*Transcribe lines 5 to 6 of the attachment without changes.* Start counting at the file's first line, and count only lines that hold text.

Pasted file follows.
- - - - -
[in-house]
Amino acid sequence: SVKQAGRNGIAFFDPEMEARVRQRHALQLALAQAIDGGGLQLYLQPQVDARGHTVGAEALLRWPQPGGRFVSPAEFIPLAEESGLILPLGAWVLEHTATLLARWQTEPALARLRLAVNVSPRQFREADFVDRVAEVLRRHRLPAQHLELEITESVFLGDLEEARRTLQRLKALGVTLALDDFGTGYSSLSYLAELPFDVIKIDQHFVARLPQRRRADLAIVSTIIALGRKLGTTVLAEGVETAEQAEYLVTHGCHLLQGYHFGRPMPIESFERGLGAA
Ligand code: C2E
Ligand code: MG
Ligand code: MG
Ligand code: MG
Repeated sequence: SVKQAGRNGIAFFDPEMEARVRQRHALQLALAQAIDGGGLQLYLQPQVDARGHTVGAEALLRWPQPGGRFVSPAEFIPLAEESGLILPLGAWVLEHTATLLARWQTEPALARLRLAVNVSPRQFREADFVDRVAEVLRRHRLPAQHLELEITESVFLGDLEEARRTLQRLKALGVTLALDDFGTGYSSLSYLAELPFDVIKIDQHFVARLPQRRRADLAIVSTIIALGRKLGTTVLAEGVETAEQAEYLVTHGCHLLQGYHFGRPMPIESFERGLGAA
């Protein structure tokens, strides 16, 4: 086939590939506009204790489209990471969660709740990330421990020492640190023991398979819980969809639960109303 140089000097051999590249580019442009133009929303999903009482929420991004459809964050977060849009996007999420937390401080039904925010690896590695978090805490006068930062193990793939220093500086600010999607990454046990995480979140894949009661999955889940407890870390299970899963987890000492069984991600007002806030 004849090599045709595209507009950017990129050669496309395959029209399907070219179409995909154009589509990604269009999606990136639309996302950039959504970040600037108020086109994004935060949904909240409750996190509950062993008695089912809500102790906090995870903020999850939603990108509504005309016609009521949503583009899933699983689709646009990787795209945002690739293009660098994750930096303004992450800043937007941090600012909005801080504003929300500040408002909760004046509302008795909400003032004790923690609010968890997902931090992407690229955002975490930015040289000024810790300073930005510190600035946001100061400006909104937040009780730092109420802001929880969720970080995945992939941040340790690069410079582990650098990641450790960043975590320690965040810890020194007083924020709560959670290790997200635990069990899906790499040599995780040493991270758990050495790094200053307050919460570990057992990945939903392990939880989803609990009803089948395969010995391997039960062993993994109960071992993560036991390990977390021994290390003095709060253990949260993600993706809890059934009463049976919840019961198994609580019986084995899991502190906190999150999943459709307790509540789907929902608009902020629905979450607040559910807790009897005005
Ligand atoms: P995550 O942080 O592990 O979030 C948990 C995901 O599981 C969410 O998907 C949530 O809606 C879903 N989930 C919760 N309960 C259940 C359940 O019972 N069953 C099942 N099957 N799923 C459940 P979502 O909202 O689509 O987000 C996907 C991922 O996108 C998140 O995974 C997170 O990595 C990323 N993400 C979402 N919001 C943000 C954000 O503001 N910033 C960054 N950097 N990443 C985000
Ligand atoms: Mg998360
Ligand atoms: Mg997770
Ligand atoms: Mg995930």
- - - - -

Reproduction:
Ligand code: MG
Ligand code: MG